Examining Ocean Acidification on World Oceans Day

photo of the earth from spaceIncreasing carbon dioxide levels in the atmosphere and oceans are resulting in chemical changes known as “ocean acidification.” These changes may pose risks for some marine species and ecosystems, as well as for the coastal communities that rely on them for food and commerce.

For World Oceans Day, we explore ocean acidification, its potential effects, and federal efforts to track and reverse its course.

How it happens

Scientists estimate that the oceans have absorbed about 30% of the carbon dioxide emitted by humans over the past 200 years. As the amount of carbon dioxide in the atmosphere increases, the oceans absorb more of it. It then reacts with the water to form carbonic acid. As a result, the average acidity of surface ocean water has increased by about a quarter since the 1700s.

Figure 1: Atmospheric Carbon Dioxide Concentration, 1700-Present(Excerpted from GAO-14-736)

Effects of acid

In addition to increasing acidity, the higher levels of carbon dioxide in the oceans cause chemical reactions that reduce what is known as the “saturation state” of certain calcium carbonate minerals. Lower “saturation states” mean some marine life will need to use more energy to build shells or skeletons.

Figure 2: Modeled Aragonite Saturation State of Surface Oceans, 2000-2099(Excerpted from GAO-14-736)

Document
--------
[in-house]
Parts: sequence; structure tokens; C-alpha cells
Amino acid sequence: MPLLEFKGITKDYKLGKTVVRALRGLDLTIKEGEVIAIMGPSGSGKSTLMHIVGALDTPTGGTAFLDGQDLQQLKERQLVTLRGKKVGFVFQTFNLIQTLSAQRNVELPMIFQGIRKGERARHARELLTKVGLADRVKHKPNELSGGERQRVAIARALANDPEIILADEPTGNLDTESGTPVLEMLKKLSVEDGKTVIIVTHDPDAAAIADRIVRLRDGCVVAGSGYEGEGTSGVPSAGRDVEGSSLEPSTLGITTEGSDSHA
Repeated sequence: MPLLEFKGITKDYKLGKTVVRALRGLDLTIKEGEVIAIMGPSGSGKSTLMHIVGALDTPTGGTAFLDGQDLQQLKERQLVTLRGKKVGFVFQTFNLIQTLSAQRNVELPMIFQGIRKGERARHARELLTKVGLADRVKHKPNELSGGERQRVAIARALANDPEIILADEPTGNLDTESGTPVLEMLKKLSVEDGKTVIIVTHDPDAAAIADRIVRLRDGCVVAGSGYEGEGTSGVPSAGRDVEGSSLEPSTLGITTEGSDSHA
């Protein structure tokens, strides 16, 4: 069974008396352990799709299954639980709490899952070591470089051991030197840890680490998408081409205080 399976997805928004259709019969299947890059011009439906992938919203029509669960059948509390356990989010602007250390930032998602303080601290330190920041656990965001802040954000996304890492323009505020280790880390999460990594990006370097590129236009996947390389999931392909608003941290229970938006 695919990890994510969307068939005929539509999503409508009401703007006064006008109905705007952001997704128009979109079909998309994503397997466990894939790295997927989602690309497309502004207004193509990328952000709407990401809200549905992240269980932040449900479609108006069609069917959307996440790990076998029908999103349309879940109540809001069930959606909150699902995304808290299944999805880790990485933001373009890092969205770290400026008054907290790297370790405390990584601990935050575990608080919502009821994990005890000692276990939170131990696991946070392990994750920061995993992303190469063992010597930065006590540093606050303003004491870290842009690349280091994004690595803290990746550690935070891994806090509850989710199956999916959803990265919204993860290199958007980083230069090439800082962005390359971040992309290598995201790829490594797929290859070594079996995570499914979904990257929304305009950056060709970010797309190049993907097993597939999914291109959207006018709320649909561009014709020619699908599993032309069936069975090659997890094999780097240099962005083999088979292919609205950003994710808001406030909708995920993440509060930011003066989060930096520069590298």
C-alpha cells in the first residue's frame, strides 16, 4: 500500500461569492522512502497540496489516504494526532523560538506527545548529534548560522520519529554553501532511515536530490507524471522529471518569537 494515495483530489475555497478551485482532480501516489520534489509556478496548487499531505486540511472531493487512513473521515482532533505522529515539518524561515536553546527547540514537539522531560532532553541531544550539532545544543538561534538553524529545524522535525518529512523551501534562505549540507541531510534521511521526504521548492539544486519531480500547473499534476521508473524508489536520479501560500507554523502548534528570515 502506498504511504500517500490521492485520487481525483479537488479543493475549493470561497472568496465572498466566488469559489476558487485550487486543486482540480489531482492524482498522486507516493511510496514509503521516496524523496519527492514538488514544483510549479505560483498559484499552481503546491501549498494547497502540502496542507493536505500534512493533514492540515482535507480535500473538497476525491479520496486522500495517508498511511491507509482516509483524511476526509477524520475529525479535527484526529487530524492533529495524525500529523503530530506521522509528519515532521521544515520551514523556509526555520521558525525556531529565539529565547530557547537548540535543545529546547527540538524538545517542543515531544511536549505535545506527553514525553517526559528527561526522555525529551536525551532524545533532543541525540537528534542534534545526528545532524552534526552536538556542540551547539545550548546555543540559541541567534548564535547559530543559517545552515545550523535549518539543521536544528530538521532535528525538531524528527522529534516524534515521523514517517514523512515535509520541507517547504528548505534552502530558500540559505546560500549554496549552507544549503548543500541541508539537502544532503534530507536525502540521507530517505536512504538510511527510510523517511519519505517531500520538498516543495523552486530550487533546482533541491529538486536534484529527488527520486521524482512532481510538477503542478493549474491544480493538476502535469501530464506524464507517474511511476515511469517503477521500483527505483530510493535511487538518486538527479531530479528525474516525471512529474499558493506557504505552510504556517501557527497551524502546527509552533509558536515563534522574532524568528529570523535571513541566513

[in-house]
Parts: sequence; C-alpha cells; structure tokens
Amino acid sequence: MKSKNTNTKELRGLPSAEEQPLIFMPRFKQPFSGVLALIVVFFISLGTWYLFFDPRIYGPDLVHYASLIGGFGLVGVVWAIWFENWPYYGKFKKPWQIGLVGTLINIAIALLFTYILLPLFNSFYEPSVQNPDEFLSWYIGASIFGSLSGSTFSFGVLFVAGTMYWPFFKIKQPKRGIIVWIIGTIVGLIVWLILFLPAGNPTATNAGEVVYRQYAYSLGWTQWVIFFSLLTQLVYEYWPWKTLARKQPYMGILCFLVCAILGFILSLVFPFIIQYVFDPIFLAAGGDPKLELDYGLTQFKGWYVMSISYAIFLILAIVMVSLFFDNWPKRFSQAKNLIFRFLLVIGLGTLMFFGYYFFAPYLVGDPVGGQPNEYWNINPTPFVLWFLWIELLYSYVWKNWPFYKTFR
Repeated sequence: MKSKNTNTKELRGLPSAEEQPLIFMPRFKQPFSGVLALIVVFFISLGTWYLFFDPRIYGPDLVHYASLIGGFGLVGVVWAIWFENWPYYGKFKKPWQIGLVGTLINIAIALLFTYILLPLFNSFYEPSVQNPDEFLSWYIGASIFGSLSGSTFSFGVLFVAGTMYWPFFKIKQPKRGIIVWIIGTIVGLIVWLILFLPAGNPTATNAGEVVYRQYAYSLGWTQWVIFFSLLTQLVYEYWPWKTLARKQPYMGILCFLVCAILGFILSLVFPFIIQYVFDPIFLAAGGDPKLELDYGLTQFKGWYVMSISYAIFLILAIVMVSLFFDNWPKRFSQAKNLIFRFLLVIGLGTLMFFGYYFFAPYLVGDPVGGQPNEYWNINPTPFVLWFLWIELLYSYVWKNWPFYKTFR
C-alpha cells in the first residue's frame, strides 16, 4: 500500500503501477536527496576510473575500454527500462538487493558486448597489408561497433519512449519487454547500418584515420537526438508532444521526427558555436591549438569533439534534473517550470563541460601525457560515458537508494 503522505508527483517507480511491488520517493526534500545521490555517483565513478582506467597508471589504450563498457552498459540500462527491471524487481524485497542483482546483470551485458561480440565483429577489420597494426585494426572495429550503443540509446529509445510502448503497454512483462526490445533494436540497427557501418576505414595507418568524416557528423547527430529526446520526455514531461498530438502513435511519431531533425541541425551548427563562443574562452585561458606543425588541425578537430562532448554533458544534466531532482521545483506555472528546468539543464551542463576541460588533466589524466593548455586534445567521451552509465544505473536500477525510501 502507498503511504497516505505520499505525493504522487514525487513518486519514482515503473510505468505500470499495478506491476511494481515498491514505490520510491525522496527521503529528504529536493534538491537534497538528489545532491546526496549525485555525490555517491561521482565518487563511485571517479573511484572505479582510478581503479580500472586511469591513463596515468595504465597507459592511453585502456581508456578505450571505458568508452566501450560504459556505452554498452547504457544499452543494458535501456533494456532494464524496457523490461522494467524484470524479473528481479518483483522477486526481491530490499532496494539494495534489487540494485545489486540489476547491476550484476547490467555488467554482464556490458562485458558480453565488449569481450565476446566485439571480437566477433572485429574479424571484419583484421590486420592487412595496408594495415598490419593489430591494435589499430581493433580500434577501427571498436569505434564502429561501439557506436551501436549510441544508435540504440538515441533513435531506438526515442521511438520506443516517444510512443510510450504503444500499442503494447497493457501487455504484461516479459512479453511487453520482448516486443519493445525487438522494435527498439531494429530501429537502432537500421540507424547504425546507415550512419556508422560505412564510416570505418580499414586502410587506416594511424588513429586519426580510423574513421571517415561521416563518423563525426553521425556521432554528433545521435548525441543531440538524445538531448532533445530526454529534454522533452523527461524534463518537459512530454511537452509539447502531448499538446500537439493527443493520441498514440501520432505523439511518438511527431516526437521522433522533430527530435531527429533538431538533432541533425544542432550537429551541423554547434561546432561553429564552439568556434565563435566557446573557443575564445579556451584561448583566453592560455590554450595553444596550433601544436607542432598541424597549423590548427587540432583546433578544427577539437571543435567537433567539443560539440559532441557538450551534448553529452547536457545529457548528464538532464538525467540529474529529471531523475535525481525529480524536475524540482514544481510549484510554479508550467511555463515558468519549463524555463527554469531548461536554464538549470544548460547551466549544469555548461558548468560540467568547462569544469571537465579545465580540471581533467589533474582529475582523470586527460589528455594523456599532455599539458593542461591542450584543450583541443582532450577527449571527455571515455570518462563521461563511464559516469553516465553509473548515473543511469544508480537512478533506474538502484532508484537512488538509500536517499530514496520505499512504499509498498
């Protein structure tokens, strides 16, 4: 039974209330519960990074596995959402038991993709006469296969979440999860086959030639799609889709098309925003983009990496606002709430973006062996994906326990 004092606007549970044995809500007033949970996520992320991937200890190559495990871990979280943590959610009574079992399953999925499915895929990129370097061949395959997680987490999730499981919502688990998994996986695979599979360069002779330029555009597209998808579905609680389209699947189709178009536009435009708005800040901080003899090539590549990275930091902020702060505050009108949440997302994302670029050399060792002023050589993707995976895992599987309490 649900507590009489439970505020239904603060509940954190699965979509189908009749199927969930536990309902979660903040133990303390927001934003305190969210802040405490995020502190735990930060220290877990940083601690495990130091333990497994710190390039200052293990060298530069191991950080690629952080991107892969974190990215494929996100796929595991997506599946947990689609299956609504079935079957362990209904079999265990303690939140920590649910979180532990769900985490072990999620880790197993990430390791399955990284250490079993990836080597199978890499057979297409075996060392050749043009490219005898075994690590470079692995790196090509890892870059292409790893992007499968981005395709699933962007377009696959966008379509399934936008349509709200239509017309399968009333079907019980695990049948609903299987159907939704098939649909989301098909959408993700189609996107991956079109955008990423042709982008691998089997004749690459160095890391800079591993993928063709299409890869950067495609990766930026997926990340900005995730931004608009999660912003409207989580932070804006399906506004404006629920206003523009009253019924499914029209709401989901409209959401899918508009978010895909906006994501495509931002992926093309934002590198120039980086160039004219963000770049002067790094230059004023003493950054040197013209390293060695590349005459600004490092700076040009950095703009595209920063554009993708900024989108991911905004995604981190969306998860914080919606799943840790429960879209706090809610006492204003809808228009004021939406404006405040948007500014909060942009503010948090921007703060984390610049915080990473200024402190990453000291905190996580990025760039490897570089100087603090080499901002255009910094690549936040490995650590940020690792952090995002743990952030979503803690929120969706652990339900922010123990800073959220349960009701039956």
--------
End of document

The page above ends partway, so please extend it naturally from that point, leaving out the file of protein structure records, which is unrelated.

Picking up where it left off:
So what does ocean acidification mean for marine species, ecosystems, and coastal communities?

  • Some marine species, such as oysters, may struggle to form or keep their shells, or have to alter their behavior, potentially affecting their survival.
  • Marine ecosystems could change, altering, for example, predator and prey relationships.
  • Coastal fishing and tourism industries could see changes in their economy.

Figure 3: Pacific Oyster Larvae Raised under More Favorable Ocean Conditions (Upper) and under Acidified Conditions (Lower) (Excerpted from GAO-14-736)

However, the scientific understanding of these effects is still developing, and there’s uncertainty about their scope and severity. For example, can species adapt to changes in ocean chemistry?  One study we reviewed noted that it might be possible for some coral species to evolve a mechanism that would enable them to calcify at normal rates even in waters with lower carbonate ion concentrations, although this type of adaptation has not been documented in coral.

Federal efforts

The Federal Ocean Acidification and Monitoring Act directed the National Oceanic and Atmospheric Administration and other federal agencies to take a number of steps to address ocean acidification. For example, NOAA and other agencies have

  • established an interagency working group composed of representatives from 11 federal agencies, including the EPA and USDA;
  • developed a research and monitoring plan that includes using NASA satellites collecting data on ocean ecology and sharing that information with researchers; and
  • supported relevant science, including multiple National Science Foundation-funded studies on changes to ocean chemistry.

However, when we examined what the agencies were doing, we found they had yet to complete other steps required by the act, including clearly defining each agency’s role in implementing the research and monitoring plan.

We made 4 recommendations to improve the overall federal response to ocean acidification. To learn more about our recommendations, as well as the studies we reviewed and the work being done by federal agencies, check out the full report.


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